Coffee Vs Tea: Which Is Better For Health? Coffee and tea are among the world’s most popular beverages, with black tea being the most used, accounting for 78% of total tea consumption. While coffee and tea are both said to provide some health benefits, some differences are highlighted in the comparison below.
1. Caffeine content
Research shows that caffeine is the most consumed stimulant in the world. This substance, present in many popular beverages, including coffee and tea, is known for its beneficial and harmful effects on human health.
While caffeine content can vary depending on brewing time, serving size, or brewing method, coffee typically contains twice as much caffeine as a similar tea serving.
The amount of caffeine considered safe for human consumption is 400 mg per day. A 240 ml cup of coffee contains an average of 95 mg of caffeine, compared with 47 mg in the same serving of black tea.
Although scientists have mainly focused on coffee when studying the positive effects of caffeine, both drinks may offer relatively similar health benefits despite containing different amounts of the substance. Together.
Consuming caffeine can reduce the risk of several chronic diseases, improve mood, and help mental clarity. Caffeine is a powerful stimulant for the central nervous system, so this compound is considered a performance enhancer in sports. A review of 40 studies determined that caffeine improves endurance by 12%.
Caffeine is also known for improving mental alertness, thereby increasing performance at work. A study of 48 people given a beverage containing 75 to 150 mg of caffeine showed improvements in reaction speed, memory capacity, and information processing compared with a control group.
Other studies indicate that caffeine may reduce the risk of type 2 diabetes by improving insulin sensitivity in the body. A review of 9 studies in 193,473 people found that regular coffee consumption significantly reduced the risk of type 2 diabetes.
Furthermore, consuming a moderate amount of caffeine has been shown to protect against dementia, Alzheimer’s disease, metabolic syndrome, and fatty liver disease.
Antioxidants protect against free radical damage, which can help prevent the development of certain chronic diseases.
Both tea and coffee contain antioxidants, mainly polyphenols, which contribute to their distinctive flavor and health promotion. The main ones in black tea are the many polyphenol groups in tea and coffee, such as Theaflavins, thearubigins, and catechins. In contrast, coffee is rich in flavonoids and chlorogenic acid (CGA).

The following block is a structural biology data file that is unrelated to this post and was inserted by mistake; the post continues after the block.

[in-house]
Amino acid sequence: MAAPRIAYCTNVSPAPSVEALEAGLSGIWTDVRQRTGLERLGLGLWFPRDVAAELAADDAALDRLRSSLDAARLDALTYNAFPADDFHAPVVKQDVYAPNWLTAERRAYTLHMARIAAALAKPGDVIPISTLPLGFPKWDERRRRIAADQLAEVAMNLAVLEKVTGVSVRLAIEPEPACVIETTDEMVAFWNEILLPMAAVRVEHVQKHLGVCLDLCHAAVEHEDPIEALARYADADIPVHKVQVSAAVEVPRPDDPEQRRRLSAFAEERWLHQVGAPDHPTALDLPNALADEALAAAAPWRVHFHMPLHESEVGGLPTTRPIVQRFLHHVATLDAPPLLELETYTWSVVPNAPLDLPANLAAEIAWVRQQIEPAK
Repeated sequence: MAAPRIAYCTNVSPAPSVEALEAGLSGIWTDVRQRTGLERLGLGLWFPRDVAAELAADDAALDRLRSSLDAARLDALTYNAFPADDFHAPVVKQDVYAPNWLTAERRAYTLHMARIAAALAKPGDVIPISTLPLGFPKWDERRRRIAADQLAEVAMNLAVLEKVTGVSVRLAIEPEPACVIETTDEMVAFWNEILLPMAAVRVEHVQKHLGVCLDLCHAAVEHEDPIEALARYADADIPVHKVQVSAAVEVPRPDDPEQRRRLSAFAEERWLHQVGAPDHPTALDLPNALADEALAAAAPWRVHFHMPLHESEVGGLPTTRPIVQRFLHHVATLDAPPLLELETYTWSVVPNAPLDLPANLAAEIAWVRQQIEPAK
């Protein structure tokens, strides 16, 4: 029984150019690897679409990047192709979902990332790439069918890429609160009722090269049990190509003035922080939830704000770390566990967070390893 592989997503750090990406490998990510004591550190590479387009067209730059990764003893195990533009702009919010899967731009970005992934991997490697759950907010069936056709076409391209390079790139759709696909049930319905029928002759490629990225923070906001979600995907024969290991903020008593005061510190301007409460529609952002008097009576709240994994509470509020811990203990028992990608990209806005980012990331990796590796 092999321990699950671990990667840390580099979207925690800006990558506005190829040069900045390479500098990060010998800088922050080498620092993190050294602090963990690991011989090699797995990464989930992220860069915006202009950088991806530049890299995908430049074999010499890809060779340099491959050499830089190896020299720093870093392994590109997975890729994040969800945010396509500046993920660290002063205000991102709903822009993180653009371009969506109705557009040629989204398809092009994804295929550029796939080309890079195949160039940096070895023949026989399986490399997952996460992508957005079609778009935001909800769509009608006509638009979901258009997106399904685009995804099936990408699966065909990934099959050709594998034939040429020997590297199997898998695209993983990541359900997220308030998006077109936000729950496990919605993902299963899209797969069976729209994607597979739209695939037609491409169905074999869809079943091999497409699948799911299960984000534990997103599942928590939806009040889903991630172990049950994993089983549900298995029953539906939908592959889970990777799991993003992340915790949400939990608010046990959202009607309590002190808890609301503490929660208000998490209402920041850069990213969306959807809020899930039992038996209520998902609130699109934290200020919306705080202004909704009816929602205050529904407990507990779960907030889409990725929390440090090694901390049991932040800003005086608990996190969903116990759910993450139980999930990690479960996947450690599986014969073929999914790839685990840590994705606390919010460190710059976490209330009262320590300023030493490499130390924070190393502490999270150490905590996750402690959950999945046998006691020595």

A recent test-tube study found that theaflavins and thearubigins could inhibit the growth of lung and colon cancer cells and then kill them. Studies on leukemia cells showed similar results, suggesting that black tea has anti-cancer properties.
On the other hand, test-tube studies of coffee’s anti-cancer properties have found that its CGA content acts as a potent inhibitor of cancer cell growth, mainly gastrointestinal and liver cancers.
Lng-term studies in humans have also shown the effects of coffee and tea on protection against other types of cancer, such as breast, colon, bladder, and rectal cancers.
In addition to their antioxidant activities, polyphenols have been linked to reduced rates of heart disease,supporting heart health through a protective vascular mechanism, including:
- Blood vessel dilation. This compound promotes relaxation of blood vessels, improving high blood pressure.
- Anti-angiogenic – the process that prevents the formation of new blood vessels that can feed cancer cells.
- Anti-atherosclerotic. PIt preveplaque formation in blood vessels, reducing the risk of heart attack and stroke.
A 10-year study in 74,961 healthy people determined that drinking 4 cups, or 960 ml or more, of black tea per day, was associated with a 21% lower stroke risk than those who did not. do not drink
Another 10-year study in 34,670 healthy women found that drinking 5 cups of coffee or 1.2 liters or more per day reduced the risk of stroke by 23%, compared with those who didn’t.